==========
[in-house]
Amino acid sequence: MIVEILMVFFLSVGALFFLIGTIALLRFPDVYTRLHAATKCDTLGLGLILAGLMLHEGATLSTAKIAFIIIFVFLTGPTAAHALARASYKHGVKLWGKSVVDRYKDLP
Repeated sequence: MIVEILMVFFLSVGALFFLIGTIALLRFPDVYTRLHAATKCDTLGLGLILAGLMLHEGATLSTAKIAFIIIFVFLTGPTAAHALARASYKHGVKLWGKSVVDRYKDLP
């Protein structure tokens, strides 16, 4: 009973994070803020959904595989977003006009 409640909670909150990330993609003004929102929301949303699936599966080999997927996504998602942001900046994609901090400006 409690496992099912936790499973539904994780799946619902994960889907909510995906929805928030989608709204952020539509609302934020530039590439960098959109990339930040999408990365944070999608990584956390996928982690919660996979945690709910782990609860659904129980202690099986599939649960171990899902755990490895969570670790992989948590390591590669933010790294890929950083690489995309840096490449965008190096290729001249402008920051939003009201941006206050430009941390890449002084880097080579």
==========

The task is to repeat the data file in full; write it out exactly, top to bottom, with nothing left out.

[in-house]
Amino acid sequence: MIVEILMVFFLSVGALFFLIGTIALLRFPDVYTRLHAATKCDTLGLGLILAGLMLHEGATLSTAKIAFIIIFVFLTGPTAAHALARASYKHGVKLWGKSVVDRYKDLP
Repeated sequence: MIVEILMVFFLSVGALFFLIGTIALLRFPDVYTRLHAATKCDTLGLGLILAGLMLHEGATLSTAKIAFIIIFVFLTGPTAAHALARASYKHGVKLWGKSVVDRYKDLP
């Protein structure tokens, strides 16, 4: 009973994070803020959904595989977003006009 409640909670909150990330993609003004929102929301949303699936599966080999997927996504998602942001900046994609901090400006 409690496992099912936790499973539904994780799946619902994960889907909510995906929805928030989608709204952020539509609302934020530039590439960098959109990339930040999408990365944070999608990584956390996928982690919660996979945690709910782990609860659904129980202690099986599939649960171990899902755990490895969570670790992989948590390591590669933010790294890929950083690489995309840096490449965008190096290729001249402008920051939003009201941006206050430009941390890449002084880097080579």